A place where Wild Talents both shines and causes some difficulty is in “miracle creation” — i.e. the manufacture of superpowers. It gives you the ability to create any superpower you could want. This requires quite a bit of care however, as the game is not built to protect you from “breaking it”. For example, it is perfectly possible for a character to master the ability to suppress nuclear fusion to the extent where he can turn off the sun. The idea behind the game is you aren’t trying to break things. Making things a bit easier is a collection of premade miracles, the miracle cafeteria, which gives you a decent set of sample powers — including the most common powers you’ll find in comic books.

As far as tone of the game goes, one thing I’ve noticed is while the game works perfectly well for a “generic” superhero game, especially one based on more modern comics (i.e. the Iron Age or modern comics), Arc Dream has chosen to devote a lot of resources to considering alternate settings. Their first setting, This Favored Land, covers superheroes (“Talents”) in the American Civil War. The Kerboros Club also takes place in the 19th century, covering Talents in a very odd Victorian Age. Grim War is a little more standard, taking place in modern day and covering mutants and mystics grouping themselves into various factions.

In play I found the game easy to grasp and the players in my group grasped the basics very quickly. Like I said earlier, hard dice were a bit tough to absorb for some players, something I’ll need to keep in mind. Also, I found defensive powers can make it east to make characters extremely difficult to hit and/or damage. These are all workable items, but they are things I think we’d need to agree on before play starts. Our previous try of the game was brief but useful, allowing us to see what areas of play we need to be aware of.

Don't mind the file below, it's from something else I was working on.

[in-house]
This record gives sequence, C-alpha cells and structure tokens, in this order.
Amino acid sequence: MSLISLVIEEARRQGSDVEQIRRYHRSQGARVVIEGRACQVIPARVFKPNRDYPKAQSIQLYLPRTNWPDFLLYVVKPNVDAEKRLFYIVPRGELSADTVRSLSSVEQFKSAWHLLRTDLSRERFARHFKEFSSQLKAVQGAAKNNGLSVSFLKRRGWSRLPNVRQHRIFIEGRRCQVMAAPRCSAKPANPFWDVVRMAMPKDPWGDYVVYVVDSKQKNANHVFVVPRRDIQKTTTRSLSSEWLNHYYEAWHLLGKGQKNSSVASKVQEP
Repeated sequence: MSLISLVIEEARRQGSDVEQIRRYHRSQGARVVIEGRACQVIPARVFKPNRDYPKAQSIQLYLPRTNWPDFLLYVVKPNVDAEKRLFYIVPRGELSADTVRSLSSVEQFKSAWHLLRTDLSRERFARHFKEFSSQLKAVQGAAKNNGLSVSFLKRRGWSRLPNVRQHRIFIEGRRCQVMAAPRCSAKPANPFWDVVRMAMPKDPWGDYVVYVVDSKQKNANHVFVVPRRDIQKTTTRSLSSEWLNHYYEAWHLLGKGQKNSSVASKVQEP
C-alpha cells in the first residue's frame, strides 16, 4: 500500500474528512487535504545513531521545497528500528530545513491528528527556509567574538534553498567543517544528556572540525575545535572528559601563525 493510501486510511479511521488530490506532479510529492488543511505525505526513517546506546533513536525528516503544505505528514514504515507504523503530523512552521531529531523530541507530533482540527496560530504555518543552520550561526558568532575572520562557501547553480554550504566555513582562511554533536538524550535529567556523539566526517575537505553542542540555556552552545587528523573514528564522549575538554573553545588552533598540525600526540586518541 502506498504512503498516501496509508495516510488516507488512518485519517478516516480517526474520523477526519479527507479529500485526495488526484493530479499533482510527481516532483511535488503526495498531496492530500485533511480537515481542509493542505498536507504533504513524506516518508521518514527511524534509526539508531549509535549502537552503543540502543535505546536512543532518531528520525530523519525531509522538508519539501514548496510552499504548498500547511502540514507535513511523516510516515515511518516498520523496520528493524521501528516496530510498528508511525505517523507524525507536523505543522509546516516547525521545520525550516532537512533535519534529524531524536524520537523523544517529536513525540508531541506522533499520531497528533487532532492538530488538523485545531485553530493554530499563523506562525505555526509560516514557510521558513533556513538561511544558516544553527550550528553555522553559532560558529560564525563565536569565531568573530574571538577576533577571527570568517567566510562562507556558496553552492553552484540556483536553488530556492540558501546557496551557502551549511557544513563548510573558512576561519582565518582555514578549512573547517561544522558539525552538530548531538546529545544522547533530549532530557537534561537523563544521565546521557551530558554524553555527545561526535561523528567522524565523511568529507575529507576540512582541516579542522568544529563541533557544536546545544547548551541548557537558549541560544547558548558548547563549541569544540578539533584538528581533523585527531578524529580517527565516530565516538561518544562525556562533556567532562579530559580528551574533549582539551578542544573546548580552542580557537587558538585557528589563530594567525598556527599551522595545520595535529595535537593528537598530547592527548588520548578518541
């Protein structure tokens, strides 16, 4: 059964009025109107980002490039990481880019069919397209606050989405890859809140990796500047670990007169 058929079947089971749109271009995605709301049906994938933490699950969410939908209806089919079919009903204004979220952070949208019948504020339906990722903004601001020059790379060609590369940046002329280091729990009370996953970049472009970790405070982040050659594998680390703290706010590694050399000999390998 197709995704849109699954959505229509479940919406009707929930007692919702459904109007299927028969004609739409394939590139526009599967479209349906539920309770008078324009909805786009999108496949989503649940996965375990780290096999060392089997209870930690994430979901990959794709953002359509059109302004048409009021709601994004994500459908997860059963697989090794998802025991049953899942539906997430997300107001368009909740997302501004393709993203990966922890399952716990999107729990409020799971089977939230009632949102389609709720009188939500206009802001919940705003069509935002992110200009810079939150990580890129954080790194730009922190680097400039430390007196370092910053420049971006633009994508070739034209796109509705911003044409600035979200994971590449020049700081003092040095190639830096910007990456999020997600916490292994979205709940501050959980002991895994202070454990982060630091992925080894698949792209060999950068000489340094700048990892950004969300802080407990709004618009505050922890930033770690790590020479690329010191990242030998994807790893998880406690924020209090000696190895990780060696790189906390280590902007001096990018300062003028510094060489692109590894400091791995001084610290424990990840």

Mutants and Masterminds

This is probably the most popular superhero game currently being made. It has much going for it. It is based on the d20 System, the same rules used for Dungeons and Dragons (especially as seen in the 3rd edition of that game). At first glance, a class and level based game which centers around “killing monsters and taking their stuff” seems an awful starting point for a game centered around superheroes. However Steve Kenson did a masterful job of keeping what works in d20 for supers and building a unique game with that as its foundation. While anyone familiar with the d20 System will find much familiar, much too has changed. Classes are gone. Characters are built with a certain number of power points which can be used to buy attributes, skills, superpowers, feats, attack bonuses, etc. The game is designed to be built over a tunable power level. This defaults at 10 for building characters like those found in X-Men or JLA. This is used to determine both caps for various ways you purchase abilities and to set the number of power points you get. As you gain more power points through adventuring it is up to the GM as to whether the power level increases or stays the same.

The basic game engine is quite similar to that of D&D, though like Wild Talents it is far less tactical than D&D. It also eschews the use of hit points to track damage, instead introducing a Toughness saving throw. The game has an extensive list of superpowers as well as various frameworks one can use to combine and modify powers. The book Ultimate Power breaks down powers further allowing for quite a bit of tinkering (though not quite as open as Wild Talents). The game is quite a bit less deadly than Wild Talents – no such thing as hit locations for example, removing those regrettable shots to the head. It is a bit more structured than Wild Talents – powers are a bit more defined as are what happens in a combat round.

The sourcebooks for Mutants and Masterminds are first rate. They are heavily into simulating various genres of comic books — books for the Golden Age of comics, superspies (like S.H.I.E.L.D), Iron Age comics, mystical heroes, etc. They all show a great love for the genre as well — even if I don’t use the game the sourcebooks will come in handy.

Compare and Contrast

For now I’m planning on focusing on the two rules engines specified above — if neither proves satisfactory, I may wind up expanding to the others I’ve listed. I’ve played short campaigns in both of them so I know either will work well. It will probably come down to what the group is more in for. I think we’re more likely looking at a Wild Talents game, but we will need to work out some issues with die rolling to make sure everyone is comfortable using them or coming out with tweaks to the rules,